Judge’s associate positions are generally not advertised and can be very competitive. So if you hear of a vacancy, be sure to submit your resume immediately (directly to the court concerned). 
 
Other support staff roles in the courts include:
  • Registrars
  • Legal assistants
  • Law clerks
  • Legal executives 


Further Reading

A Day in the Life of a Judge's Associate

In-House Lawyer Or Counsel

As an in-house lawyer or counsel, you will provide legal advice to the corporation you work for. You will be expected to:

  • Hold expertise in your employer’s area of business 
  • Manage corporate risk and compliance
  • Manage change within the organisation
  • Bring in external counsel where necessary

In-house roles often cover many different areas of law – unlike private practice where the work tends to be more specialised. 

Another key role is company secretary. This is often held by someone with legal qualifications.

community legal centres

Community Legal Centres (CLCs) are not-for-profit organisations that advocate for equitable access to the justice system in Australia. CLCs:

  • Provide free legal advice, casework and information to the disadvantaged and to those with special needs
  • Deliver community development services to local or special interest communities
  • Promote law reform and conduct test cases where laws are operating unfairly or are unclear


CLCs often offer PLT placements but also have roles for admitted lawyers

Government lawyers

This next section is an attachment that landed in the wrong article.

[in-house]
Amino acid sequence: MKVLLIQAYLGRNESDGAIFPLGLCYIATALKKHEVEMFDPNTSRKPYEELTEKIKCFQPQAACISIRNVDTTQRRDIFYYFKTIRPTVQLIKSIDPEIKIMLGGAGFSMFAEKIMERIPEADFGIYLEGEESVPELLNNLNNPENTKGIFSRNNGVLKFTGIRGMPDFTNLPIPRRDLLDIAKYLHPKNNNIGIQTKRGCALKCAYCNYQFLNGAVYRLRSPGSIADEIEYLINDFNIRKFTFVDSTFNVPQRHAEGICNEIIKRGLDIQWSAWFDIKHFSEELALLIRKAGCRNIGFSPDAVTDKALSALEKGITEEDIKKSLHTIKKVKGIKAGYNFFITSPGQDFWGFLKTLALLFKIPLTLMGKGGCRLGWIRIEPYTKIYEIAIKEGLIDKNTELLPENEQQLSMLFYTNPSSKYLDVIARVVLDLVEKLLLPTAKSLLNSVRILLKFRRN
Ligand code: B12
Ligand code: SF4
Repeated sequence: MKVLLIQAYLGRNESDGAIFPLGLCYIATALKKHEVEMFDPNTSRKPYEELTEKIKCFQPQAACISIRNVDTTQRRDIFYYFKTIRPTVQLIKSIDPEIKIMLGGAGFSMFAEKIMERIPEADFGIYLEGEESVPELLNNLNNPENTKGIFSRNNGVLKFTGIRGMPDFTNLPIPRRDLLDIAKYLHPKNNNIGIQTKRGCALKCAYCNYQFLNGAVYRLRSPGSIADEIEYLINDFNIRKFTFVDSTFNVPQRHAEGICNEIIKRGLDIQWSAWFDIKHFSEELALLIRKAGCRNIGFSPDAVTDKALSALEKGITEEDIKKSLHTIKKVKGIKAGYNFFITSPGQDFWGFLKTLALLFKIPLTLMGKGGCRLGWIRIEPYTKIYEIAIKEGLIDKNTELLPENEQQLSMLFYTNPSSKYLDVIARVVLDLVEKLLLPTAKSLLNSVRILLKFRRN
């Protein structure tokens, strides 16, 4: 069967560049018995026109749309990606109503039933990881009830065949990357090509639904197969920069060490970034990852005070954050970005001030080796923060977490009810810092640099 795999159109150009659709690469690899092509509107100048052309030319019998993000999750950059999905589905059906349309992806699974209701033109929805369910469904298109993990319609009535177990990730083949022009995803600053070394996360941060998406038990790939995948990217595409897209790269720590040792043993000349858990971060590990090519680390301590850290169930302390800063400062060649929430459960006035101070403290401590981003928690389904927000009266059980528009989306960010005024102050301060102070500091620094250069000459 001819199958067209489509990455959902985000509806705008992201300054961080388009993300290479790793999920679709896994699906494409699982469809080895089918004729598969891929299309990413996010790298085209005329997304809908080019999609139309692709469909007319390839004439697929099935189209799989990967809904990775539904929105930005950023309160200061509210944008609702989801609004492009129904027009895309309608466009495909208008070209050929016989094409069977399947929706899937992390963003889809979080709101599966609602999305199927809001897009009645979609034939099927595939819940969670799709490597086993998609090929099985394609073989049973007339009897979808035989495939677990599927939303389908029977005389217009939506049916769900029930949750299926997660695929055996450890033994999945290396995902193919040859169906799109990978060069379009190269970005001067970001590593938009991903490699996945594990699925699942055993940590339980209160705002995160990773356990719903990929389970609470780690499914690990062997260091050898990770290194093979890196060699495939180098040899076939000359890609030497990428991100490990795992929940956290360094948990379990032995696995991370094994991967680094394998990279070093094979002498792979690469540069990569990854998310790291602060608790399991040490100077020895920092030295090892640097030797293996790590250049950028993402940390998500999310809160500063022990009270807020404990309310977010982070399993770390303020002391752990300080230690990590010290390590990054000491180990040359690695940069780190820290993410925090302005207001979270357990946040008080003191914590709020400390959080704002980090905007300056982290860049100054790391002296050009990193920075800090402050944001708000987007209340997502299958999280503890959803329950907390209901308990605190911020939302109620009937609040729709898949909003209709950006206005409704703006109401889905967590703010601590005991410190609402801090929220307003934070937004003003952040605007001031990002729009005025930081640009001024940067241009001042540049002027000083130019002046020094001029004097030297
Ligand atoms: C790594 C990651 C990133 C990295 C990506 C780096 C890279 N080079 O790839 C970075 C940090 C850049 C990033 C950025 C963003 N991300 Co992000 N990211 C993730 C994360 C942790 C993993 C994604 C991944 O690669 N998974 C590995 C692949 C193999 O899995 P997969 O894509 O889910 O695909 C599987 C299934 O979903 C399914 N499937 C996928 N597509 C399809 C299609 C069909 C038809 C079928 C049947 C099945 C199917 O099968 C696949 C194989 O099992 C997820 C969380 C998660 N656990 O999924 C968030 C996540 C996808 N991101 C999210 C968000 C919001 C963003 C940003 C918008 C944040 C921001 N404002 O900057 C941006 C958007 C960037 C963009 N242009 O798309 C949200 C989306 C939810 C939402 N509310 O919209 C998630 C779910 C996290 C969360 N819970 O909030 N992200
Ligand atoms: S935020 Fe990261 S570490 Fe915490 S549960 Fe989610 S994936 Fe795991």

Many interesting legal roles exist in government departments, statutory authorities and regulatory bodies. Both federal and state public services have regular graduate intakes – with opportunities in legal, policy, research and advisory positions.

To find jobs in the government sector, you can:

Federal Government Departments That Recruit Lawyers

Attorney-General’s Department
Delivers programs and policies to maintain and improve Australia's law and justice framework
Administrative Appeals Tribunal
Conducts independent merits review of administrative decisions made under Commonwealth laws
Australian Communications and Media Authority
An independent statutory authority that ensures Australia’s media and communications legislation operates effectively, efficiently and in the public interest
Australian Competition and Consumer Commission
Promotes competition and fair trade to benefit consumers, businesses and the community
Australian Crime Commission
Works with law enforcement partners to improve the ability to stop criminals exploiting emerging opportunities and perceived gaps in law enforcement information